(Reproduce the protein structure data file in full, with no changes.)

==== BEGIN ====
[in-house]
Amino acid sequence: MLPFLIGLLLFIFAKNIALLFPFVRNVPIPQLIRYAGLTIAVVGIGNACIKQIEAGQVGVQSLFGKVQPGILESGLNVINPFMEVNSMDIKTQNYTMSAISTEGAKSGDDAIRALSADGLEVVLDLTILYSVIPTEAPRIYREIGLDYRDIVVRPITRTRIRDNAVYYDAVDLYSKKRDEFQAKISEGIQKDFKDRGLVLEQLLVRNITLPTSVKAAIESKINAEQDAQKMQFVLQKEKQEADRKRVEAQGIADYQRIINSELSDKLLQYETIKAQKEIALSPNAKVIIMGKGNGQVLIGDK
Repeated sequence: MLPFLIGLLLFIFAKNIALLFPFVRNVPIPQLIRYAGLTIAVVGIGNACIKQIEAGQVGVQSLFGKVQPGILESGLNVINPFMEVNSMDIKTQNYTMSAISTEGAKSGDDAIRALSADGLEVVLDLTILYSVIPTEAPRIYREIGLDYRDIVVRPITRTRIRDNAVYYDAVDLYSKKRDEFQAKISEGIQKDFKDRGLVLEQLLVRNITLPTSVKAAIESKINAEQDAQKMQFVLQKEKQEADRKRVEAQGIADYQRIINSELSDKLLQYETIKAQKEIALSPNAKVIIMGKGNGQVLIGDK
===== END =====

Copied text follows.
[in-house]
Amino acid sequence: MLPFLIGLLLFIFAKNIALLFPFVRNVPIPQLIRYAGLTIAVVGIGNACIKQIEAGQVGVQSLFGKVQPGILESGLNVINPFMEVNSMDIKTQNYTMSAISTEGAKSGDDAIRALSADGLEVVLDLTILYSVIPTEAPRIYREIGLDYRDIVVRPITRTRIRDNAVYYDAVDLYSKKRDEFQAKISEGIQKDFKDRGLVLEQLLVRNITLPTSVKAAIESKINAEQDAQKMQFVLQKEKQEADRKRVEAQGIADYQRIINSELSDKLLQYETIKAQKEIALSPNAKVIIMGKGNGQVLIGDK
Repeated sequence: MLPFLIGLLLFIFAKNIALLFPFVRNVPIPQLIRYAGLTIAVVGIGNACIKQIEAGQVGVQSLFGKVQPGILESGLNVINPFMEVNSMDIKTQNYTMSAISTEGAKSGDDAIRALSADGLEVVLDLTILYSVIPTEAPRIYREIGLDYRDIVVRPITRTRIRDNAVYYDAVDLYSKKRDEFQAKISEGIQKDFKDRGLVLEQLLVRNITLPTSVKAAIESKINAEQDAQKMQFVLQKEKQEADRKRVEAQGIADYQRIINSELSDKLLQYETIKAQKEIALSPNAKVIIMGKGNGQVLIGDK